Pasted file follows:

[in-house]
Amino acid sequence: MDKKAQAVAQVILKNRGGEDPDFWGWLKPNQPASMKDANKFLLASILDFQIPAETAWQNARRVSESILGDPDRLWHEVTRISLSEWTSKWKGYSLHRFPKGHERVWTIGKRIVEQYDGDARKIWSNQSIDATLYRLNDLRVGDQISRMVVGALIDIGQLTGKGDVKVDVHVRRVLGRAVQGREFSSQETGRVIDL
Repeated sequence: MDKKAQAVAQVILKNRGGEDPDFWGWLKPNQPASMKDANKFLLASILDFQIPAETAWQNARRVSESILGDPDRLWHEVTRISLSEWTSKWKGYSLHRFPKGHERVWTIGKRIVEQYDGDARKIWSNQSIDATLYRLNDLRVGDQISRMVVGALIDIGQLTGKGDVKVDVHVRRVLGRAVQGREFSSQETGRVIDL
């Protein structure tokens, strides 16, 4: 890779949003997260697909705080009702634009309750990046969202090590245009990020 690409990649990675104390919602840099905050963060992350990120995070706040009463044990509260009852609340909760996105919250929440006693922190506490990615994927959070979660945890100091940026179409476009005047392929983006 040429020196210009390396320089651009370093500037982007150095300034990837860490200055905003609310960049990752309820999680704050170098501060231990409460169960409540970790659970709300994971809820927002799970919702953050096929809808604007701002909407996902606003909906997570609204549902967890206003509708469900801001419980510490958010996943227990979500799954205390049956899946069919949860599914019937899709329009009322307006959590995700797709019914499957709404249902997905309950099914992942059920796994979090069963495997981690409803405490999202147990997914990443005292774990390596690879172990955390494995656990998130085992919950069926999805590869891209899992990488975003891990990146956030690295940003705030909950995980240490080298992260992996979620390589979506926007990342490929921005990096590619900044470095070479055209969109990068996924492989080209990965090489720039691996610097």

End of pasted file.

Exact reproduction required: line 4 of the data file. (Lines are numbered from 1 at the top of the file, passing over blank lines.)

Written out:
């Protein structure tokens, strides 16, 4: 890779949003997260697909705080009702634009309750990046969202090590245009990020 690409990649990675104390919602840099905050963060992350990120995070706040009463044990509260009852609340909760996105919250929440006693922190506490990615994927959070979660945890100091940026179409476009005047392929983006 040429020196210009390396320089651009370093500037982007150095300034990837860490200055905003609310960049990752309820999680704050170098501060231990409460169960409540970790659970709300994971809820927002799970919702953050096929809808604007701002909407996902606003909906997570609204549902967890206003509708469900801001419980510490958010996943227990979500799954205390049956899946069919949860599914019937899709329009009322307006959590995700797709019914499957709404249902997905309950099914992942059920796994979090069963495997981690409803405490999202147990997914990443005292774990390596690879172990955390494995656990998130085992919950069926999805590869891209899992990488975003891990990146956030690295940003705030909950995980240490080298992260992996979620390589979506926007990342490929921005990096590619900044470095070479055209969109990068996924492989080209990965090489720039691996610097």